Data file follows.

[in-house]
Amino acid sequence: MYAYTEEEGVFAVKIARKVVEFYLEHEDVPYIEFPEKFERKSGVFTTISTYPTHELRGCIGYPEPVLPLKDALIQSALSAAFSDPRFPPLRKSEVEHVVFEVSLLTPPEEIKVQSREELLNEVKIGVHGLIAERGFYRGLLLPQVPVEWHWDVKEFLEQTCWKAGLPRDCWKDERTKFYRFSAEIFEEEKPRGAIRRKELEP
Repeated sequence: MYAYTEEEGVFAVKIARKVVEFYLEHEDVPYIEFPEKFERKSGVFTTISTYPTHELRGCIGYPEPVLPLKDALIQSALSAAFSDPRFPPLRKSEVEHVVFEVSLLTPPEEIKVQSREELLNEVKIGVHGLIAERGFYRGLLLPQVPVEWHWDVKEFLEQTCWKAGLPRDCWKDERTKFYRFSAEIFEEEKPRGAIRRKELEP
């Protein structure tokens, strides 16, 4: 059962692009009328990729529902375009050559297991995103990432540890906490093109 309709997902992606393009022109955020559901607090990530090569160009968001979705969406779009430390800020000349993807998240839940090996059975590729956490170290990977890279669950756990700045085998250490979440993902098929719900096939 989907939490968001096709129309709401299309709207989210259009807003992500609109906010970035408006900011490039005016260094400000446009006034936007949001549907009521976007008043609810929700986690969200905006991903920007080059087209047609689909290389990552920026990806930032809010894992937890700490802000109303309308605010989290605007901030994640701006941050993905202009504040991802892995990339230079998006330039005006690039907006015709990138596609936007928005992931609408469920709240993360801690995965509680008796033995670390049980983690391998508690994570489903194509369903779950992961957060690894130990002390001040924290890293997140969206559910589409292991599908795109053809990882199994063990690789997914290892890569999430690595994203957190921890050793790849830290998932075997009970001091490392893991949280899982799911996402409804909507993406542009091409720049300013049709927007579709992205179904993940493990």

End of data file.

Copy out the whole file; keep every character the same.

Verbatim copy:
[in-house]
Amino acid sequence: MYAYTEEEGVFAVKIARKVVEFYLEHEDVPYIEFPEKFERKSGVFTTISTYPTHELRGCIGYPEPVLPLKDALIQSALSAAFSDPRFPPLRKSEVEHVVFEVSLLTPPEEIKVQSREELLNEVKIGVHGLIAERGFYRGLLLPQVPVEWHWDVKEFLEQTCWKAGLPRDCWKDERTKFYRFSAEIFEEEKPRGAIRRKELEP
Repeated sequence: MYAYTEEEGVFAVKIARKVVEFYLEHEDVPYIEFPEKFERKSGVFTTISTYPTHELRGCIGYPEPVLPLKDALIQSALSAAFSDPRFPPLRKSEVEHVVFEVSLLTPPEEIKVQSREELLNEVKIGVHGLIAERGFYRGLLLPQVPVEWHWDVKEFLEQTCWKAGLPRDCWKDERTKFYRFSAEIFEEEKPRGAIRRKELEP
């Protein structure tokens, strides 16, 4: 059962692009009328990729529902375009050559297991995103990432540890906490093109 309709997902992606393009022109955020559901607090990530090569160009968001979705969406779009430390800020000349993807998240839940090996059975590729956490170290990977890279669950756990700045085998250490979440993902098929719900096939 989907939490968001096709129309709401299309709207989210259009807003992500609109906010970035408006900011490039005016260094400000446009006034936007949001549907009521976007008043609810929700986690969200905006991903920007080059087209047609689909290389990552920026990806930032809010894992937890700490802000109303309308605010989290605007901030994640701006941050993905202009504040991802892995990339230079998006330039005006690039907006015709990138596609936007928005992931609408469920709240993360801690995965509680008796033995670390049980983690391998508690994570489903194509369903779950992961957060690894130990002390001040924290890293997140969206559910589409292991599908795109053809990882199994063990690789997914290892890569999430690595994203957190921890050793790849830290998932075997009970001091490392893991949280899982799911996402409804909507993406542009091409720049300013049709927007579709992205179904993940493990």